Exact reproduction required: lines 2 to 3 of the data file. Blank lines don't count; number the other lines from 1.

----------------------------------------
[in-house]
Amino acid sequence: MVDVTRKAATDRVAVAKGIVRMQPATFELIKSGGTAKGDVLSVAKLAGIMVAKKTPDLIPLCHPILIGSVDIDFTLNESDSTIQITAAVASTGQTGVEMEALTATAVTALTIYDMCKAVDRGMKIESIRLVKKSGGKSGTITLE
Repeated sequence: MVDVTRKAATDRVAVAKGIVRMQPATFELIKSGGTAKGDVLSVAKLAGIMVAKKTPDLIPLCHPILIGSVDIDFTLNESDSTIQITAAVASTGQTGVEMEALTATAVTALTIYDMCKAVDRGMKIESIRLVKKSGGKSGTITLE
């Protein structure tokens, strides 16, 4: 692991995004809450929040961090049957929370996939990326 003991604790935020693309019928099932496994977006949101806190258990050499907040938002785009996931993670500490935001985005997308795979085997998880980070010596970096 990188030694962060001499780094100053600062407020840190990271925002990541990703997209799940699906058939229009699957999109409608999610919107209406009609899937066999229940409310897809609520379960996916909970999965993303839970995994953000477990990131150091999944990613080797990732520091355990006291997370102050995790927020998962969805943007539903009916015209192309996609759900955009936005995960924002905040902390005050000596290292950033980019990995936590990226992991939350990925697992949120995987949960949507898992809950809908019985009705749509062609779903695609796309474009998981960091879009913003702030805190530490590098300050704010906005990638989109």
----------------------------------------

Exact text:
Amino acid sequence: MVDVTRKAATDRVAVAKGIVRMQPATFELIKSGGTAKGDVLSVAKLAGIMVAKKTPDLIPLCHPILIGSVDIDFTLNESDSTIQITAAVASTGQTGVEMEALTATAVTALTIYDMCKAVDRGMKIESIRLVKKSGGKSGTITLE
Repeated sequence: MVDVTRKAATDRVAVAKGIVRMQPATFELIKSGGTAKGDVLSVAKLAGIMVAKKTPDLIPLCHPILIGSVDIDFTLNESDSTIQITAAVASTGQTGVEMEALTATAVTALTIYDMCKAVDRGMKIESIRLVKKSGGKSGTITLE